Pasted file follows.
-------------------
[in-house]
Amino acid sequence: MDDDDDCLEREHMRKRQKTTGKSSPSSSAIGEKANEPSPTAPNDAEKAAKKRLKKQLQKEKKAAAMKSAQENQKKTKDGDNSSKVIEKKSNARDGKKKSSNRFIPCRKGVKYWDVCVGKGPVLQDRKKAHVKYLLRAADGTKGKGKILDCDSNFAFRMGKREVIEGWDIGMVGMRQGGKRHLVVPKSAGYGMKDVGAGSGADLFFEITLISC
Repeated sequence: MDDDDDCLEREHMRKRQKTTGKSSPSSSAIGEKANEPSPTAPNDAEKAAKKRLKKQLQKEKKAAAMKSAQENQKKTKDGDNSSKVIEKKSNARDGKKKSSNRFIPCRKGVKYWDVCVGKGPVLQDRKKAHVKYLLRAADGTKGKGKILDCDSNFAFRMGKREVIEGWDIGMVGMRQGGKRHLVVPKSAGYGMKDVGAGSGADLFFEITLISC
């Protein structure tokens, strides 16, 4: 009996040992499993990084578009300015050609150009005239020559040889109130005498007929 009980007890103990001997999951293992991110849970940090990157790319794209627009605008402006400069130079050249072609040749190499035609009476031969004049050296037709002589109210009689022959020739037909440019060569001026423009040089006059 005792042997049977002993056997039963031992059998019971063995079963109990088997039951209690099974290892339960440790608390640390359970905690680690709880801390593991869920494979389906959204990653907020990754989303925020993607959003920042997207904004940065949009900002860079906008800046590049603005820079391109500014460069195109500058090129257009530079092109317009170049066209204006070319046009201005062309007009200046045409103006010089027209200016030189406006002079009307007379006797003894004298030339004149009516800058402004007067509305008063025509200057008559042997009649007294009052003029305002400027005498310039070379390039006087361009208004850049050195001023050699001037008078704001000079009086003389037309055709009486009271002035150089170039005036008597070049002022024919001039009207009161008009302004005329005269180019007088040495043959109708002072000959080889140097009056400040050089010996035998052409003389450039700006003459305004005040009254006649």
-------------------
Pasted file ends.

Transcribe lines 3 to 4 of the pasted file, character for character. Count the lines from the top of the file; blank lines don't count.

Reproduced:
Repeated sequence: MDDDDDCLEREHMRKRQKTTGKSSPSSSAIGEKANEPSPTAPNDAEKAAKKRLKKQLQKEKKAAAMKSAQENQKKTKDGDNSSKVIEKKSNARDGKKKSSNRFIPCRKGVKYWDVCVGKGPVLQDRKKAHVKYLLRAADGTKGKGKILDCDSNFAFRMGKREVIEGWDIGMVGMRQGGKRHLVVPKSAGYGMKDVGAGSGADLFFEITLISC
């Protein structure tokens, strides 16, 4: 009996040992499993990084578009300015050609150009005239020559040889109130005498007929 009980007890103990001997999951293992991110849970940090990157790319794209627009605008402006400069130079050249072609040749190499035609009476031969004049050296037709002589109210009689022959020739037909440019060569001026423009040089006059 005792042997049977002993056997039963031992059998019971063995079963109990088997039951209690099974290892339960440790608390640390359970905690680690709880801390593991869920494979389906959204990653907020990754989303925020993607959003920042997207904004940065949009900002860079906008800046590049603005820079391109500014460069195109500058090129257009530079092109317009170049066209204006070319046009201005062309007009200046045409103006010089027209200016030189406006002079009307007379006797003894004298030339004149009516800058402004007067509305008063025509200057008559042997009649007294009052003029305002400027005498310039070379390039006087361009208004850049050195001023050699001037008078704001000079009086003389037309055709009486009271002035150089170039005036008597070049002022024919001039009207009161008009302004005329005269180019007088040495043959109708002072000959080889140097009056400040050089010996035998052409003389450039700006003459305004005040009254006649």